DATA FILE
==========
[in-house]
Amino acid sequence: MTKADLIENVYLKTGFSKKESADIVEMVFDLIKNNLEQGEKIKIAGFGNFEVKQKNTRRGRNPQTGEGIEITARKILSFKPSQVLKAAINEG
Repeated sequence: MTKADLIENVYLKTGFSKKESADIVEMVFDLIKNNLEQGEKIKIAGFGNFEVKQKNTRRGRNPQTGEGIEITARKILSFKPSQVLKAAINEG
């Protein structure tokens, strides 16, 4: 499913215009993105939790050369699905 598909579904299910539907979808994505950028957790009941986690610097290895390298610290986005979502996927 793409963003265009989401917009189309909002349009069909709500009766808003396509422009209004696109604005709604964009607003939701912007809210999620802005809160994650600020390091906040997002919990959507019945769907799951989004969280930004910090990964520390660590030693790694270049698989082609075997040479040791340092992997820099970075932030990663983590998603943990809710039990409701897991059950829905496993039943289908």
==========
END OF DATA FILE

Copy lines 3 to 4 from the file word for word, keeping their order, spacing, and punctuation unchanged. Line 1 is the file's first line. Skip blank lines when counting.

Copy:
Repeated sequence: MTKADLIENVYLKTGFSKKESADIVEMVFDLIKNNLEQGEKIKIAGFGNFEVKQKNTRRGRNPQTGEGIEITARKILSFKPSQVLKAAINEG
């Protein structure tokens, strides 16, 4: 499913215009993105939790050369699905 598909579904299910539907979808994505950028957790009941986690610097290895390298610290986005979502996927 793409963003265009989401917009189309909002349009069909709500009766808003396509422009209004696109604005709604964009607003939701912007809210999620802005809160994650600020390091906040997002919990959507019945769907799951989004969280930004910090990964520390660590030693790694270049698989082609075997040479040791340092992997820099970075932030990663983590998603943990809710039990409701897991059950829905496993039943289908």